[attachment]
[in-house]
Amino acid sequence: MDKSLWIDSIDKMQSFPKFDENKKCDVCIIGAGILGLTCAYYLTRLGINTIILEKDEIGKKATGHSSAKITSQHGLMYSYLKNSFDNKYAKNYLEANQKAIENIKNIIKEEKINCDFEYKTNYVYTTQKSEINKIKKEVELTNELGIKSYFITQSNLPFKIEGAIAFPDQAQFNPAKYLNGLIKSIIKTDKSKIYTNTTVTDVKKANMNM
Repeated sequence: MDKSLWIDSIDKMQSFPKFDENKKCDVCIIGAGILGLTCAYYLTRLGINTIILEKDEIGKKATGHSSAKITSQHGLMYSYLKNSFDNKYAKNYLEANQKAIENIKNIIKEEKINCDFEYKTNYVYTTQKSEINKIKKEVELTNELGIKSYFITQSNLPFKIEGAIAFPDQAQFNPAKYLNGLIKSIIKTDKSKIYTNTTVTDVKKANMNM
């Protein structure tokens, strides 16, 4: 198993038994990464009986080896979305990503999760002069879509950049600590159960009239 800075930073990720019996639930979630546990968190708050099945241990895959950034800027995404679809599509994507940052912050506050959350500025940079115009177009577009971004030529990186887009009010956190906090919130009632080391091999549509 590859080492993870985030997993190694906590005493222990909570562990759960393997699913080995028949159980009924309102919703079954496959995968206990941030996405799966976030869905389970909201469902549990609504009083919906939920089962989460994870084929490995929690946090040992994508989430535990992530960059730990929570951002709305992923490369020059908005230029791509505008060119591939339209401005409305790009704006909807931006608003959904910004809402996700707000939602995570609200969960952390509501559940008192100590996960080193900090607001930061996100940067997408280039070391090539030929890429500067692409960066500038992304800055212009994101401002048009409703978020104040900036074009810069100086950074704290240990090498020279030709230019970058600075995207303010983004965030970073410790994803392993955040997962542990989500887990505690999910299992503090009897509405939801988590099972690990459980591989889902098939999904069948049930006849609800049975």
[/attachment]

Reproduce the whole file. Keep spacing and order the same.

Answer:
[in-house]
Amino acid sequence: MDKSLWIDSIDKMQSFPKFDENKKCDVCIIGAGILGLTCAYYLTRLGINTIILEKDEIGKKATGHSSAKITSQHGLMYSYLKNSFDNKYAKNYLEANQKAIENIKNIIKEEKINCDFEYKTNYVYTTQKSEINKIKKEVELTNELGIKSYFITQSNLPFKIEGAIAFPDQAQFNPAKYLNGLIKSIIKTDKSKIYTNTTVTDVKKANMNM
Repeated sequence: MDKSLWIDSIDKMQSFPKFDENKKCDVCIIGAGILGLTCAYYLTRLGINTIILEKDEIGKKATGHSSAKITSQHGLMYSYLKNSFDNKYAKNYLEANQKAIENIKNIIKEEKINCDFEYKTNYVYTTQKSEINKIKKEVELTNELGIKSYFITQSNLPFKIEGAIAFPDQAQFNPAKYLNGLIKSIIKTDKSKIYTNTTVTDVKKANMNM
């Protein structure tokens, strides 16, 4: 198993038994990464009986080896979305990503999760002069879509950049600590159960009239 800075930073990720019996639930979630546990968190708050099945241990895959950034800027995404679809599509994507940052912050506050959350500025940079115009177009577009971004030529990186887009009010956190906090919130009632080391091999549509 590859080492993870985030997993190694906590005493222990909570562990759960393997699913080995028949159980009924309102919703079954496959995968206990941030996405799966976030869905389970909201469902549990609504009083919906939920089962989460994870084929490995929690946090040992994508989430535990992530960059730990929570951002709305992923490369020059908005230029791509505008060119591939339209401005409305790009704006909807931006608003959904910004809402996700707000939602995570609200969960952390509501559940008192100590996960080193900090607001930061996100940067997408280039070391090539030929890429500067692409960066500038992304800055212009994101401002048009409703978020104040900036074009810069100086950074704290240990090498020279030709230019970058600075995207303010983004965030970073410790994803392993955040997962542990989500887990505690999910299992503090009897509405939801988590099972690990459980591989889902098939999904069948049930006849609800049975």